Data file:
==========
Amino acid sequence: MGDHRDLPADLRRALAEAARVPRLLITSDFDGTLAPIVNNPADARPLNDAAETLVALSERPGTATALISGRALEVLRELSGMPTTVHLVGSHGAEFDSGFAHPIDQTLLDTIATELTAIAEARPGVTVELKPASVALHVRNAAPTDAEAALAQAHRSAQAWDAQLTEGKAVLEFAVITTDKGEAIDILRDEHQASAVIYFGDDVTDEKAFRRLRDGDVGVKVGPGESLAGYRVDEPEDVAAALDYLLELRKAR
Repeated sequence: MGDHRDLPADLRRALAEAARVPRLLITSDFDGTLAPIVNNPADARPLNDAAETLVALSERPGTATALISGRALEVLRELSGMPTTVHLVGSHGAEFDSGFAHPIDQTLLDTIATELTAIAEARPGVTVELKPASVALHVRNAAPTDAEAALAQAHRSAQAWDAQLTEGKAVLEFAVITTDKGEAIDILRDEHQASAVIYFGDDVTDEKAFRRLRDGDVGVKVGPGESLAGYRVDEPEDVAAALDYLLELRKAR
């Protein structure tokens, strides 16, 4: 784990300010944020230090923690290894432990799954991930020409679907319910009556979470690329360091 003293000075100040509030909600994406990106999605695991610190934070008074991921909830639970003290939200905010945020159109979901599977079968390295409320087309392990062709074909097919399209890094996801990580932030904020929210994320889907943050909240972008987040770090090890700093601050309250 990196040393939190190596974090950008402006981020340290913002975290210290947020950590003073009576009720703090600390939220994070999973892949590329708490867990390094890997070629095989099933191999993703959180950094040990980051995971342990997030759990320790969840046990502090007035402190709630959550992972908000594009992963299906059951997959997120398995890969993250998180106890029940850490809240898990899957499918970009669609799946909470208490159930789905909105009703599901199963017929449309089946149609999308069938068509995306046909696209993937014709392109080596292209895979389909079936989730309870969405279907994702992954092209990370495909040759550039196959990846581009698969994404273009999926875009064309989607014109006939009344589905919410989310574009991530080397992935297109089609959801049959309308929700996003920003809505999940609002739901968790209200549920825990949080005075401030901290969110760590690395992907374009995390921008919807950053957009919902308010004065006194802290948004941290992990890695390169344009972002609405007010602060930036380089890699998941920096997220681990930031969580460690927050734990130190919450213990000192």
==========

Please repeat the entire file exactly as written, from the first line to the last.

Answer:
Amino acid sequence: MGDHRDLPADLRRALAEAARVPRLLITSDFDGTLAPIVNNPADARPLNDAAETLVALSERPGTATALISGRALEVLRELSGMPTTVHLVGSHGAEFDSGFAHPIDQTLLDTIATELTAIAEARPGVTVELKPASVALHVRNAAPTDAEAALAQAHRSAQAWDAQLTEGKAVLEFAVITTDKGEAIDILRDEHQASAVIYFGDDVTDEKAFRRLRDGDVGVKVGPGESLAGYRVDEPEDVAAALDYLLELRKAR
Repeated sequence: MGDHRDLPADLRRALAEAARVPRLLITSDFDGTLAPIVNNPADARPLNDAAETLVALSERPGTATALISGRALEVLRELSGMPTTVHLVGSHGAEFDSGFAHPIDQTLLDTIATELTAIAEARPGVTVELKPASVALHVRNAAPTDAEAALAQAHRSAQAWDAQLTEGKAVLEFAVITTDKGEAIDILRDEHQASAVIYFGDDVTDEKAFRRLRDGDVGVKVGPGESLAGYRVDEPEDVAAALDYLLELRKAR
């Protein structure tokens, strides 16, 4: 784990300010944020230090923690290894432990799954991930020409679907319910009556979470690329360091 003293000075100040509030909600994406990106999605695991610190934070008074991921909830639970003290939200905010945020159109979901599977079968390295409320087309392990062709074909097919399209890094996801990580932030904020929210994320889907943050909240972008987040770090090890700093601050309250 990196040393939190190596974090950008402006981020340290913002975290210290947020950590003073009576009720703090600390939220994070999973892949590329708490867990390094890997070629095989099933191999993703959180950094040990980051995971342990997030759990320790969840046990502090007035402190709630959550992972908000594009992963299906059951997959997120398995890969993250998180106890029940850490809240898990899957499918970009669609799946909470208490159930789905909105009703599901199963017929449309089946149609999308069938068509995306046909696209993937014709392109080596292209895979389909079936989730309870969405279907994702992954092209990370495909040759550039196959990846581009698969994404273009999926875009064309989607014109006939009344589905919410989310574009991530080397992935297109089609959801049959309308929700996003920003809505999940609002739901968790209200549920825990949080005075401030901290969110760590690395992907374009995390921008919807950053957009919902308010004065006194802290948004941290992990890695390169344009972002609405007010602060930036380089890699998941920096997220681990930031969580460690927050734990130190919450213990000192």